(nuclear physics; dedicated to Prof. Karwowski’s retirement)

M, Jan 16th MLK day no class

M, Jan 23

The extremes of galaxy and black hole formation

Ryan Hickox, Dartmouth College
We have recently seen a remarkable convergence in our overall understanding of how galaxies in the Universe form, through the collapse of gas in dark matter halos, and growth through star formation and merging over cosmic time. However, many of the key physical processes, such as gas dynamics, feedback, and the growth and impact of supermassive black holes, are complex and challenging to understand in detail. One observational technique is to study the extremes of galaxy and black hole formation where these effects are most pronounced. I will present observational studies of a few of these extreme cases, including compact starbursts driving powerful winds, rapidly growing supermassive black holes that are heavily obscured by gas and dust, and supermassive black holes in low-mass dwarf galaxies, Finally, l will point toward some exciting possibilities with new observing facilities. This work has been generously supported by NASA and the National Science Foundation.

M, Jan 30

Ab Initio Simulation of Thouless Pumping of Electrons in Floquet Topological Phase

Yosuke Kanai, Department of Chemistry, UNC-CH
I will discuss nonadiabatic Thouless pumping of electrons in trans-polyacetylene and related systems in the framework of topological Floquet engineering using first-principles theory. By employing maximally localized Wannier function gauge in real-time time-dependent density functional theory, we connect the winding number, a topological invariant, to a molecular-level understanding of the quantized pumping via valence bond model. Exploiting the gauge-invariant nature of the quantum dynamics with respect to single-particle orbitals, we show that so-called dynamical transition orbitals give a minimal description of the dynamics in terms of the particle-hole excitation. The quantum dynamics responsible for the Thouless pumping is largely characterized by the dynamics of a single orbital as it undergoes changes from its π bonding orbital character at equilibrium to acquiring resonance and antibonding characters in the driving cycle. This allows us to explain the presence/absence of the Floquet topological phase in the polymer systems with seemingly minor chemical changes on the basis of the valence bond model. I will conclude by discussing existing challenges in first-principles theory for modeling electron dynamics in increasingly complex systems and phenomena.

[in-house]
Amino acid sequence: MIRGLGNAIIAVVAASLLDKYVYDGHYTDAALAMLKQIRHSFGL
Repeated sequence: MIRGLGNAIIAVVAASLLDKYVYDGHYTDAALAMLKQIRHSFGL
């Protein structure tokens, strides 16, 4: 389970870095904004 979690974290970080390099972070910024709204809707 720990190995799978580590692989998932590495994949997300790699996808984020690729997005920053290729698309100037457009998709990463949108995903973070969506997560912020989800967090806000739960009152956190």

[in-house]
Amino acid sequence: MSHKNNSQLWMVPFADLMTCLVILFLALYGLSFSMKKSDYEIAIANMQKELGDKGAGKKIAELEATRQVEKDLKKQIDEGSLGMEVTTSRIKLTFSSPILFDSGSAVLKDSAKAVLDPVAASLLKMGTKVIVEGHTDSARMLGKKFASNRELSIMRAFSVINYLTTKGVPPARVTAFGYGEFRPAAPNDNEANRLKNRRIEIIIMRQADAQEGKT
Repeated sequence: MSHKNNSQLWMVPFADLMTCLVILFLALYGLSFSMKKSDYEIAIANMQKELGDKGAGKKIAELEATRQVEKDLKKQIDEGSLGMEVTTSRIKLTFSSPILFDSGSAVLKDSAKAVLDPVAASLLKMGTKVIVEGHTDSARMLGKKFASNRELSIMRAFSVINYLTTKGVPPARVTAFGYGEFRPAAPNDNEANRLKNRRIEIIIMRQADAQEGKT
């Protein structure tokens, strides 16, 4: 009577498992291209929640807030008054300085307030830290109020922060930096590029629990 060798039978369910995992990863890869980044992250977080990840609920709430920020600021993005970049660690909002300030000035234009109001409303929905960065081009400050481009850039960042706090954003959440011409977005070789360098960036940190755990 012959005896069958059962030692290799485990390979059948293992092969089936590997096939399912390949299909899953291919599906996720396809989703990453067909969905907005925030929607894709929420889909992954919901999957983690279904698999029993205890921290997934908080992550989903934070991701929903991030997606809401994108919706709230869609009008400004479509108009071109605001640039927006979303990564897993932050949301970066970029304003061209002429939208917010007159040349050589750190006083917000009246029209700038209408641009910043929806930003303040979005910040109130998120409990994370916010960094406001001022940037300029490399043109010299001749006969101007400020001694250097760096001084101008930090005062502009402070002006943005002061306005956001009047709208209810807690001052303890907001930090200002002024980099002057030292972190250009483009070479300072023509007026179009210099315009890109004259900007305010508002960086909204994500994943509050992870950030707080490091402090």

M, Feb 6

Using Science for Good

James H. Dickerson, Chief Scientific Officer, Consumer Reports

We expect that the products we use every day will be safe, reliable, and effective.  However, that does not always occur. A computer battery can unexpectedly catch fire, bedroom furniture can be unstable and topple, and food can be contaminated.  Consumer Reports (CR) is a non-profit organization that is committed to revealing the truth and raising the bar for safety and fairness, and empowering consumers with trusted information. Learn how CR uses science for good, applying its scientific findings for diverse audiences—from consumers to rule makers, industry to government, all with the goal of driving marketplace change that benefits everyone.
This presentation describes the underpinning endeavors of my organization, Consumer Reports.  Thus, the topic will attempt to address the skepticism that many people have about “ratings” or “reviews” of consumer products.  Part of that skepticism is that Consumer Reports provides perspectives that are no different from those often seen in online user reviews, “comparative testing” sites, and internet consumer forums.  My intent is to demonstrate that the robust scientific investigations that we undertake at CR are, indeed, robust, data-driven, and superior to those offered by others.

M, Feb 13 well-being day, no class

M, Feb 20

Classical wave-particle duality

Pedro J. Sáenz, Applied Mathematics, UNC-Chapel Hill

A millimetric liquid droplet may walk across the surface of a vibrating fluid bath, self-propelled through a resonant interaction with its own guiding wave field. By virtue of the coupling with their wave fields, these walking droplets, or ‘walkers’, extend the range of classical mechanics to include certain features previously thought to be exclusive to the quantum realm. In this talk, we will combine experiments, simulations and theory to discuss a number of hydrodynamic quantum analogs, including orbital quantization in a rotating frame, hydrodynamic spin lattices, and the absence of diffusion over random topographies.